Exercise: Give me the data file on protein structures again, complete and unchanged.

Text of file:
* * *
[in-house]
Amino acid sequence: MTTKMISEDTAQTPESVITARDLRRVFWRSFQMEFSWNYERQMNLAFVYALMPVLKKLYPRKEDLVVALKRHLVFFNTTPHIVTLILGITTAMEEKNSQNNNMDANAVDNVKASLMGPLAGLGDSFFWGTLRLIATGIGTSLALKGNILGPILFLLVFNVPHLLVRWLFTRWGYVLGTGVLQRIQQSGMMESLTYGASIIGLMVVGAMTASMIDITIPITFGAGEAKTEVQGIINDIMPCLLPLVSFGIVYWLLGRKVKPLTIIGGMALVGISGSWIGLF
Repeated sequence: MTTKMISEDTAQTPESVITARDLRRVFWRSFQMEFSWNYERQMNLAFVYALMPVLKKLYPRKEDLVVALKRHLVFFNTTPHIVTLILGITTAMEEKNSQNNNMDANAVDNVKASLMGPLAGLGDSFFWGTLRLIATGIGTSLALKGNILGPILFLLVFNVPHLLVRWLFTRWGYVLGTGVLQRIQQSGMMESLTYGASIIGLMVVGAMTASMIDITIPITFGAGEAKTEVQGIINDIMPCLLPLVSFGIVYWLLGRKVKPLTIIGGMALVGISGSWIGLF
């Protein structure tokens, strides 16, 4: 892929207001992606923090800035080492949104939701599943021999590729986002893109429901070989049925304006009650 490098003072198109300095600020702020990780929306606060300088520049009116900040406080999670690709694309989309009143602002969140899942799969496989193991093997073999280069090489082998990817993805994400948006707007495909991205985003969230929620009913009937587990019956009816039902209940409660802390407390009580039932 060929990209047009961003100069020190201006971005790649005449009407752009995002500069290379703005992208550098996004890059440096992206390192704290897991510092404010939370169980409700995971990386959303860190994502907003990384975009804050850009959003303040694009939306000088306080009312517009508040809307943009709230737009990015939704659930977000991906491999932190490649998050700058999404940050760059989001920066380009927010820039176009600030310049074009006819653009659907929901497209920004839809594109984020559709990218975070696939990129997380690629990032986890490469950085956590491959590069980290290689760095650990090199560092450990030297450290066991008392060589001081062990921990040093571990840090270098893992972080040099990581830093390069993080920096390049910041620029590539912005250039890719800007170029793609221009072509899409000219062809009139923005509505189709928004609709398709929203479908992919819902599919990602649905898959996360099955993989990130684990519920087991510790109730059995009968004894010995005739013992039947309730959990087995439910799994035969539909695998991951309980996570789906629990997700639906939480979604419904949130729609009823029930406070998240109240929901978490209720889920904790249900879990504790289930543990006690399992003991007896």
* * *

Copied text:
[in-house]
Amino acid sequence: MTTKMISEDTAQTPESVITARDLRRVFWRSFQMEFSWNYERQMNLAFVYALMPVLKKLYPRKEDLVVALKRHLVFFNTTPHIVTLILGITTAMEEKNSQNNNMDANAVDNVKASLMGPLAGLGDSFFWGTLRLIATGIGTSLALKGNILGPILFLLVFNVPHLLVRWLFTRWGYVLGTGVLQRIQQSGMMESLTYGASIIGLMVVGAMTASMIDITIPITFGAGEAKTEVQGIINDIMPCLLPLVSFGIVYWLLGRKVKPLTIIGGMALVGISGSWIGLF
Repeated sequence: MTTKMISEDTAQTPESVITARDLRRVFWRSFQMEFSWNYERQMNLAFVYALMPVLKKLYPRKEDLVVALKRHLVFFNTTPHIVTLILGITTAMEEKNSQNNNMDANAVDNVKASLMGPLAGLGDSFFWGTLRLIATGIGTSLALKGNILGPILFLLVFNVPHLLVRWLFTRWGYVLGTGVLQRIQQSGMMESLTYGASIIGLMVVGAMTASMIDITIPITFGAGEAKTEVQGIINDIMPCLLPLVSFGIVYWLLGRKVKPLTIIGGMALVGISGSWIGLF
């Protein structure tokens, strides 16, 4: 892929207001992606923090800035080492949104939701599943021999590729986002893109429901070989049925304006009650 490098003072198109300095600020702020990780929306606060300088520049009116900040406080999670690709694309989309009143602002969140899942799969496989193991093997073999280069090489082998990817993805994400948006707007495909991205985003969230929620009913009937587990019956009816039902209940409660802390407390009580039932 060929990209047009961003100069020190201006971005790649005449009407752009995002500069290379703005992208550098996004890059440096992206390192704290897991510092404010939370169980409700995971990386959303860190994502907003990384975009804050850009959003303040694009939306000088306080009312517009508040809307943009709230737009990015939704659930977000991906491999932190490649998050700058999404940050760059989001920066380009927010820039176009600030310049074009006819653009659907929901497209920004839809594109984020559709990218975070696939990129997380690629990032986890490469950085956590491959590069980290290689760095650990090199560092450990030297450290066991008392060589001081062990921990040093571990840090270098893992972080040099990581830093390069993080920096390049910041620029590539912005250039890719800007170029793609221009072509899409000219062809009139923005509505189709928004609709398709929203479908992919819902599919990602649905898959996360099955993989990130684990519920087991510790109730059995009968004894010995005739013992039947309730959990087995439910799994035969539909695998991951309980996570789906629990997700639906939480979604419904949130729609009823029930406070998240109240929901978490209720889920904790249900879990504790289930543990006690399992003991007896």